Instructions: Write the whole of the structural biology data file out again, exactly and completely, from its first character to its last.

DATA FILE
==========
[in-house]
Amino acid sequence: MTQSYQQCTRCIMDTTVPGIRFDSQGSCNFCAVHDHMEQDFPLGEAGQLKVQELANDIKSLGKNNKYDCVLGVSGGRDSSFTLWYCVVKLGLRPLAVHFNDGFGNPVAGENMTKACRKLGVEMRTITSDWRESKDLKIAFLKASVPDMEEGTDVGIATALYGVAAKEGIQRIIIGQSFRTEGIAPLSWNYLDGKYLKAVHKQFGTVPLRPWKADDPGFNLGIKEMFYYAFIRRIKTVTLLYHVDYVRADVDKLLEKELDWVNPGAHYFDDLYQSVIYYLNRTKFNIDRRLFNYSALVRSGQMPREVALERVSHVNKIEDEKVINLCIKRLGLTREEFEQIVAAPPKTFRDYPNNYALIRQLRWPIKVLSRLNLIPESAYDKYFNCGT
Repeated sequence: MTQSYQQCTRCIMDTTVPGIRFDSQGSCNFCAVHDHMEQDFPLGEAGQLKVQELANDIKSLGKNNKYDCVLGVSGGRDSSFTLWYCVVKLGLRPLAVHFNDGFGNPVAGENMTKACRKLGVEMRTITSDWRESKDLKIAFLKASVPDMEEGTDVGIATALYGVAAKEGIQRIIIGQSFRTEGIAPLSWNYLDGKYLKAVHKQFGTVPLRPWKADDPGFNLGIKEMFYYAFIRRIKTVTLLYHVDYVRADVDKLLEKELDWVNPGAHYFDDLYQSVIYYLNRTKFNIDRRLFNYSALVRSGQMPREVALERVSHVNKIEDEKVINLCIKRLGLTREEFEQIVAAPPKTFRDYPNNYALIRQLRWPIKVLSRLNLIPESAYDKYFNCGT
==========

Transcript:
[in-house]
Amino acid sequence: MTQSYQQCTRCIMDTTVPGIRFDSQGSCNFCAVHDHMEQDFPLGEAGQLKVQELANDIKSLGKNNKYDCVLGVSGGRDSSFTLWYCVVKLGLRPLAVHFNDGFGNPVAGENMTKACRKLGVEMRTITSDWRESKDLKIAFLKASVPDMEEGTDVGIATALYGVAAKEGIQRIIIGQSFRTEGIAPLSWNYLDGKYLKAVHKQFGTVPLRPWKADDPGFNLGIKEMFYYAFIRRIKTVTLLYHVDYVRADVDKLLEKELDWVNPGAHYFDDLYQSVIYYLNRTKFNIDRRLFNYSALVRSGQMPREVALERVSHVNKIEDEKVINLCIKRLGLTREEFEQIVAAPPKTFRDYPNNYALIRQLRWPIKVLSRLNLIPESAYDKYFNCGT
Repeated sequence: MTQSYQQCTRCIMDTTVPGIRFDSQGSCNFCAVHDHMEQDFPLGEAGQLKVQELANDIKSLGKNNKYDCVLGVSGGRDSSFTLWYCVVKLGLRPLAVHFNDGFGNPVAGENMTKACRKLGVEMRTITSDWRESKDLKIAFLKASVPDMEEGTDVGIATALYGVAAKEGIQRIIIGQSFRTEGIAPLSWNYLDGKYLKAVHKQFGTVPLRPWKADDPGFNLGIKEMFYYAFIRRIKTVTLLYHVDYVRADVDKLLEKELDWVNPGAHYFDDLYQSVIYYLNRTKFNIDRRLFNYSALVRSGQMPREVALERVSHVNKIEDEKVINLCIKRLGLTREEFEQIVAAPPKTFRDYPNNYALIRQLRWPIKVLSRLNLIPESAYDKYFNCGT